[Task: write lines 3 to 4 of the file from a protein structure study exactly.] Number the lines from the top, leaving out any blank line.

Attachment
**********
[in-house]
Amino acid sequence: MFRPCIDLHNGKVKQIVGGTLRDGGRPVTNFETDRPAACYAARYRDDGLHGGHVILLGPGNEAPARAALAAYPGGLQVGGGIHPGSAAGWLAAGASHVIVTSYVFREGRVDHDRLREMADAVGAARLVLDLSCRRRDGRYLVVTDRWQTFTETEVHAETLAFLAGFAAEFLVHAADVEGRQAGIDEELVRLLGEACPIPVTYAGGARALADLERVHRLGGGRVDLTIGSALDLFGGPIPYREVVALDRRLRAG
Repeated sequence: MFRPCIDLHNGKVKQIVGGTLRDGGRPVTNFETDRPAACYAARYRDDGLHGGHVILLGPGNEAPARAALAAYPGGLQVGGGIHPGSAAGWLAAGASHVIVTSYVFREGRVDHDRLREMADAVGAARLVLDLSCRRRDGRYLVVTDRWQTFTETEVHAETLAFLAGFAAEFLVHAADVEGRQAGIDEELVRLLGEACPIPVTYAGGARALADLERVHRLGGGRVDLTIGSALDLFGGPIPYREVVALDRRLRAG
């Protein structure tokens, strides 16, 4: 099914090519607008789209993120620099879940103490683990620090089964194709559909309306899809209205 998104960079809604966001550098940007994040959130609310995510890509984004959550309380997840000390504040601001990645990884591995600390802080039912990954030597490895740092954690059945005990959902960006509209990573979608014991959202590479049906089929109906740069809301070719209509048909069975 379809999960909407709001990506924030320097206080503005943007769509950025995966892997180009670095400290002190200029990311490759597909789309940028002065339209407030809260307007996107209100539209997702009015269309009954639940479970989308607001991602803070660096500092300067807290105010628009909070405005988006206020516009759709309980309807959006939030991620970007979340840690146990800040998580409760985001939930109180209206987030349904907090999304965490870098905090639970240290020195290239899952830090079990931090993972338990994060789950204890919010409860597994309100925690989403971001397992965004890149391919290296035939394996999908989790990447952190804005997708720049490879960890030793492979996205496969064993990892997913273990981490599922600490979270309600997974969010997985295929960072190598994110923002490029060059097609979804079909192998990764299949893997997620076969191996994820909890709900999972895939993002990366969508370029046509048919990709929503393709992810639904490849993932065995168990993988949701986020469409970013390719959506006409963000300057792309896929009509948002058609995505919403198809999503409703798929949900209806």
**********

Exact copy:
Repeated sequence: MFRPCIDLHNGKVKQIVGGTLRDGGRPVTNFETDRPAACYAARYRDDGLHGGHVILLGPGNEAPARAALAAYPGGLQVGGGIHPGSAAGWLAAGASHVIVTSYVFREGRVDHDRLREMADAVGAARLVLDLSCRRRDGRYLVVTDRWQTFTETEVHAETLAFLAGFAAEFLVHAADVEGRQAGIDEELVRLLGEACPIPVTYAGGARALADLERVHRLGGGRVDLTIGSALDLFGGPIPYREVVALDRRLRAG
């Protein structure tokens, strides 16, 4: 099914090519607008789209993120620099879940103490683990620090089964194709559909309306899809209205 998104960079809604966001550098940007994040959130609310995510890509984004959550309380997840000390504040601001990645990884591995600390802080039912990954030597490895740092954690059945005990959902960006509209990573979608014991959202590479049906089929109906740069809301070719209509048909069975 379809999960909407709001990506924030320097206080503005943007769509950025995966892997180009670095400290002190200029990311490759597909789309940028002065339209407030809260307007996107209100539209997702009015269309009954639940479970989308607001991602803070660096500092300067807290105010628009909070405005988006206020516009759709309980309807959006939030991620970007979340840690146990800040998580409760985001939930109180209206987030349904907090999304965490870098905090639970240290020195290239899952830090079990931090993972338990994060789950204890919010409860597994309100925690989403971001397992965004890149391919290296035939394996999908989790990447952190804005997708720049490879960890030793492979996205496969064993990892997913273990981490599922600490979270309600997974969010997985295929960072190598994110923002490029060059097609979804079909192998990764299949893997997620076969191996994820909890709900999972895939993002990366969508370029046509048919990709929503393709992810639904490849993932065995168990993988949701986020469409970013390719959506006409963000300057792309896929009509948002058609995505919403198809999503409703798929949900209806």